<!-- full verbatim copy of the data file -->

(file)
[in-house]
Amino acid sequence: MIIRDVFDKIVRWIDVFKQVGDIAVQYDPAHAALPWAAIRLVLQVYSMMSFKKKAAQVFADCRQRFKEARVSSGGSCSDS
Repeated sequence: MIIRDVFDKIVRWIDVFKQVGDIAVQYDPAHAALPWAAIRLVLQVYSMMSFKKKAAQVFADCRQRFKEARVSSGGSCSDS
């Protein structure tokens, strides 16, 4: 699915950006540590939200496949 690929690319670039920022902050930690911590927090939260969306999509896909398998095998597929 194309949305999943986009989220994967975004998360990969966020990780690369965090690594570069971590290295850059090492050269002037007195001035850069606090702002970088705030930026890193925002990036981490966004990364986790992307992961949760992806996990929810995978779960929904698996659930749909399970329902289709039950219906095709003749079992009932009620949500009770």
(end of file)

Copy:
[in-house]
Amino acid sequence: MIIRDVFDKIVRWIDVFKQVGDIAVQYDPAHAALPWAAIRLVLQVYSMMSFKKKAAQVFADCRQRFKEARVSSGGSCSDS
Repeated sequence: MIIRDVFDKIVRWIDVFKQVGDIAVQYDPAHAALPWAAIRLVLQVYSMMSFKKKAAQVFADCRQRFKEARVSSGGSCSDS
């Protein structure tokens, strides 16, 4: 699915950006540590939200496949 690929690319670039920022902050930690911590927090939260969306999509896909398998095998597929 194309949305999943986009989220994967975004998360990969966020990780690369965090690594570069971590290295850059090492050269002037007195001035850069606090702002970088705030930026890193925002990036981490966004990364986790992307992961949760992806996990929810995978779960929904698996659930749909399970329902289709039950219906095709003749079992009932009620949500009770």